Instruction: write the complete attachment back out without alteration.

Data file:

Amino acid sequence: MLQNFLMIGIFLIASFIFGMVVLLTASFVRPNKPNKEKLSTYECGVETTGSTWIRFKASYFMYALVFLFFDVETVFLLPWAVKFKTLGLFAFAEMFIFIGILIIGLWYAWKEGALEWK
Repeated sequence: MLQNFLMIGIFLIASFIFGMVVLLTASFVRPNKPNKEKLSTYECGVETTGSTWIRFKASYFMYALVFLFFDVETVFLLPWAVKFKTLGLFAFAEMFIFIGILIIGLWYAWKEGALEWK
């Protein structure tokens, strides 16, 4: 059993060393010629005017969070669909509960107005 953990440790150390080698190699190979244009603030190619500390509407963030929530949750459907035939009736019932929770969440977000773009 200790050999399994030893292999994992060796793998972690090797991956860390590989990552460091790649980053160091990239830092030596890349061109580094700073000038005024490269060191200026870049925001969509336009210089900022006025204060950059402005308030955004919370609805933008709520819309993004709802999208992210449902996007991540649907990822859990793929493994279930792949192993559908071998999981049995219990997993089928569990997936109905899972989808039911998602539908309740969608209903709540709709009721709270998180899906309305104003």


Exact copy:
Amino acid sequence: MLQNFLMIGIFLIASFIFGMVVLLTASFVRPNKPNKEKLSTYECGVETTGSTWIRFKASYFMYALVFLFFDVETVFLLPWAVKFKTLGLFAFAEMFIFIGILIIGLWYAWKEGALEWK
Repeated sequence: MLQNFLMIGIFLIASFIFGMVVLLTASFVRPNKPNKEKLSTYECGVETTGSTWIRFKASYFMYALVFLFFDVETVFLLPWAVKFKTLGLFAFAEMFIFIGILIIGLWYAWKEGALEWK
């Protein structure tokens, strides 16, 4: 059993060393010629005017969070669909509960107005 953990440790150390080698190699190979244009603030190619500390509407963030929530949750459907035939009736019932929770969440977000773009 200790050999399994030893292999994992060796793998972690090797991956860390590989990552460091790649980053160091990239830092030596890349061109580094700073000038005024490269060191200026870049925001969509336009210089900022006025204060950059402005308030955004919370609805933008709520819309993004709802999208992210449902996007991540649907990822859990793929493994279930792949192993559908071998999981049995219990997993089928569990997936109905899972989808039911998602539908309740969608209903709540709709009721709270998180899906309305104003």